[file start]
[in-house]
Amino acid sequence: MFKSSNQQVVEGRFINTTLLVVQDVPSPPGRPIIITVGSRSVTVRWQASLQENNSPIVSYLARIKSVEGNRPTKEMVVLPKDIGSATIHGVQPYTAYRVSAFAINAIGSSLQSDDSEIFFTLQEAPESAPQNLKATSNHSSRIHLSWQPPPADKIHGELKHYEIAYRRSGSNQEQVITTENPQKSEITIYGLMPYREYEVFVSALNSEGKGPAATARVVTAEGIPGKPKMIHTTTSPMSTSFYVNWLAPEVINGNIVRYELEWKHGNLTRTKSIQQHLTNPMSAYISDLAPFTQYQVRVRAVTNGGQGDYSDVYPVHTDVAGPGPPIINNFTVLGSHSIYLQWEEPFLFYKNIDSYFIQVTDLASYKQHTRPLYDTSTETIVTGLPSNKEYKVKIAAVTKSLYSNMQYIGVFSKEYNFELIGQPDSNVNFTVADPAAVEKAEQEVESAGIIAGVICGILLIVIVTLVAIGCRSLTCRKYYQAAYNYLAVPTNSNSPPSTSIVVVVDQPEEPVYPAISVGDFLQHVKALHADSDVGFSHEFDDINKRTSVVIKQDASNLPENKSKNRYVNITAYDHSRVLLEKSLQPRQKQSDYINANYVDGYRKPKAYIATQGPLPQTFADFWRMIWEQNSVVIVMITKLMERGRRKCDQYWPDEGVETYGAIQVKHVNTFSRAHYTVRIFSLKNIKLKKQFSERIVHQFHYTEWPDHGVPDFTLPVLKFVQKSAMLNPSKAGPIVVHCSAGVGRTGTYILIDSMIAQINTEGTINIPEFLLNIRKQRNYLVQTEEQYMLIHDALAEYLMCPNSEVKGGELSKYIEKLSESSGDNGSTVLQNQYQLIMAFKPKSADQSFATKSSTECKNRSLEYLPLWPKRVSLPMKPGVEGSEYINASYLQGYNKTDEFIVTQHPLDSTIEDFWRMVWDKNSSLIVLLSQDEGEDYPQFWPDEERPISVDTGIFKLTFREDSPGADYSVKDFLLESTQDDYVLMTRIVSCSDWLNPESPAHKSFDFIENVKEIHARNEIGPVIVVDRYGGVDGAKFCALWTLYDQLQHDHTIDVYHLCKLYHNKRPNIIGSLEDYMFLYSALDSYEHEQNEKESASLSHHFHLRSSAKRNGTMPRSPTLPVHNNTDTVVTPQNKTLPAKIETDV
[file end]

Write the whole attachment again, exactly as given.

[in-house]
Amino acid sequence: MFKSSNQQVVEGRFINTTLLVVQDVPSPPGRPIIITVGSRSVTVRWQASLQENNSPIVSYLARIKSVEGNRPTKEMVVLPKDIGSATIHGVQPYTAYRVSAFAINAIGSSLQSDDSEIFFTLQEAPESAPQNLKATSNHSSRIHLSWQPPPADKIHGELKHYEIAYRRSGSNQEQVITTENPQKSEITIYGLMPYREYEVFVSALNSEGKGPAATARVVTAEGIPGKPKMIHTTTSPMSTSFYVNWLAPEVINGNIVRYELEWKHGNLTRTKSIQQHLTNPMSAYISDLAPFTQYQVRVRAVTNGGQGDYSDVYPVHTDVAGPGPPIINNFTVLGSHSIYLQWEEPFLFYKNIDSYFIQVTDLASYKQHTRPLYDTSTETIVTGLPSNKEYKVKIAAVTKSLYSNMQYIGVFSKEYNFELIGQPDSNVNFTVADPAAVEKAEQEVESAGIIAGVICGILLIVIVTLVAIGCRSLTCRKYYQAAYNYLAVPTNSNSPPSTSIVVVVDQPEEPVYPAISVGDFLQHVKALHADSDVGFSHEFDDINKRTSVVIKQDASNLPENKSKNRYVNITAYDHSRVLLEKSLQPRQKQSDYINANYVDGYRKPKAYIATQGPLPQTFADFWRMIWEQNSVVIVMITKLMERGRRKCDQYWPDEGVETYGAIQVKHVNTFSRAHYTVRIFSLKNIKLKKQFSERIVHQFHYTEWPDHGVPDFTLPVLKFVQKSAMLNPSKAGPIVVHCSAGVGRTGTYILIDSMIAQINTEGTINIPEFLLNIRKQRNYLVQTEEQYMLIHDALAEYLMCPNSEVKGGELSKYIEKLSESSGDNGSTVLQNQYQLIMAFKPKSADQSFATKSSTECKNRSLEYLPLWPKRVSLPMKPGVEGSEYINASYLQGYNKTDEFIVTQHPLDSTIEDFWRMVWDKNSSLIVLLSQDEGEDYPQFWPDEERPISVDTGIFKLTFREDSPGADYSVKDFLLESTQDDYVLMTRIVSCSDWLNPESPAHKSFDFIENVKEIHARNEIGPVIVVDRYGGVDGAKFCALWTLYDQLQHDHTIDVYHLCKLYHNKRPNIIGSLEDYMFLYSALDSYEHEQNEKESASLSHHFHLRSSAKRNGTMPRSPTLPVHNNTDTVVTPQNKTLPAKIETDV